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Advisory Committee on Blood Safety and Availability Recommendations - January 2001

DATE: August 24, 2004

TO: Interested Parties

FROM: Jerry A. Holmberg, PhD, Executive Secretary for Advisory Committee on Blood Safety and Availability

SUBJECT: Advisory Committee on Blood Safety and Availability Recommendations - April 29, 2001

The Advisory Committee unanimously made four Recommendations to Secretary Thompson on April 29, 2001 Minutes, transcripts and presentations are posted on the Committee's web site (http://www.hhs.gov/bloodsafety).

  1. The Advisory Committee recognizes the importance of international issues in blood safety and availability and its importance to public health in the United States. The Advisory Committee endorses the present activities of government agencies in this area and supports the enhancement of these activities. Specifically, the Advisory Committee encourages the Department of Health and Human Services to foster research, training, and standard setting activities in international blood safety, including development and transfer of appropriate technologies for the developing world.

  2. The Advisory Committee supports the establishment of a mechanism to identify priorities and coordinate the exchange of information and activities among government and appropriate non-government agencies in the United States. This effort should include appropriate linkages with international organizations and ongoing monitoring of these issues.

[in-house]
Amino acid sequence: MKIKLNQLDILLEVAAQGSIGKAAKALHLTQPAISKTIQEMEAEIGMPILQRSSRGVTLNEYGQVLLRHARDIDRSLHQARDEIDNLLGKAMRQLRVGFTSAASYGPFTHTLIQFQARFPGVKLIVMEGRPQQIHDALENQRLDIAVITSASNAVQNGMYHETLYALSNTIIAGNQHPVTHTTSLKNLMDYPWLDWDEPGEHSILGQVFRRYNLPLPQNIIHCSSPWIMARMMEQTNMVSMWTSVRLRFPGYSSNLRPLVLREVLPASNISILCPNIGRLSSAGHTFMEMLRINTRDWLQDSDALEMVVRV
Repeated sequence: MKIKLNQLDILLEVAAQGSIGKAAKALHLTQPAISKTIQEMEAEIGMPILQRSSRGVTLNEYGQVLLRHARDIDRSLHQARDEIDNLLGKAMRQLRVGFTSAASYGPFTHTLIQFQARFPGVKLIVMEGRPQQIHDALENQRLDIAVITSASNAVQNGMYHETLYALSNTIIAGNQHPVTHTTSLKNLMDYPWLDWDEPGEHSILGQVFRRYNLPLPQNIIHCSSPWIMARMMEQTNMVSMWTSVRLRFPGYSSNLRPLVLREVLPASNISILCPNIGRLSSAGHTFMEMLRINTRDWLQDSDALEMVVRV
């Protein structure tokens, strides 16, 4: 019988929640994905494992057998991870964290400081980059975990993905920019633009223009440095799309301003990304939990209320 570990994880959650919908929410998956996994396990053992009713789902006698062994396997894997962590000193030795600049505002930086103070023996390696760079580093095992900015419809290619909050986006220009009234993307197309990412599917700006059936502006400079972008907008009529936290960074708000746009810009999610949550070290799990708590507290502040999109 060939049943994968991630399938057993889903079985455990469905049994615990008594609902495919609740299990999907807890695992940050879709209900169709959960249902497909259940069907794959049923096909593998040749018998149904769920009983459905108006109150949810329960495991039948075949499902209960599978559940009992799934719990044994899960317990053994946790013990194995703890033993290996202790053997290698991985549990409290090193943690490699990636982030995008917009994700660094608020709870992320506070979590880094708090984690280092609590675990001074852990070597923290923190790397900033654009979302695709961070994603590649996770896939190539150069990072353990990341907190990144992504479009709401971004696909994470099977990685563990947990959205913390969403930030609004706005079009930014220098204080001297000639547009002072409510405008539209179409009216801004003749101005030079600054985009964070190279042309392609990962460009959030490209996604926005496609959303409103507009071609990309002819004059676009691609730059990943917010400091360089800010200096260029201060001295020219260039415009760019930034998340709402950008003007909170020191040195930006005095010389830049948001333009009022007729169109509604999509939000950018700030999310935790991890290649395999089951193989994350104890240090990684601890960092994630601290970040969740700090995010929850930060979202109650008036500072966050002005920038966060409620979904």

3. Whereas patient access to a safe and available blood supply is a public health priority, the Advisory Committee recommends that the Secretary of Health and Human Services and the Congress:

    • Ensure that an appropriate office within the Department has the responsibility to facilitate the gathering and dissemination of national blood collection, distribution and utilization data, and the development of analytic models to predict shortages. Moreover, adequate federal dollars should be provided to support collection, analysis and distribution of these critical public health data. Specifically, the following actions should be addressed:

      1. Assign responsibility for this activity.

      2. Support programs to develop the data, and ensure that the data collected are available to the public.

      3. Encourage collaboration of blood collection centers for the purpose of identifying and addressing areas of short supply of blood and blood products.

      4. Encourage collaboration of plasma manufacturers for the purpose of identifying and addressing areas of short supply of plasma products and their recombinant analogs.

  4. Support a program of public and physician education designed to improve blood and blood product donation and utilization throughout the United States, and encourage support for such programs through the Department of Health and Human Services.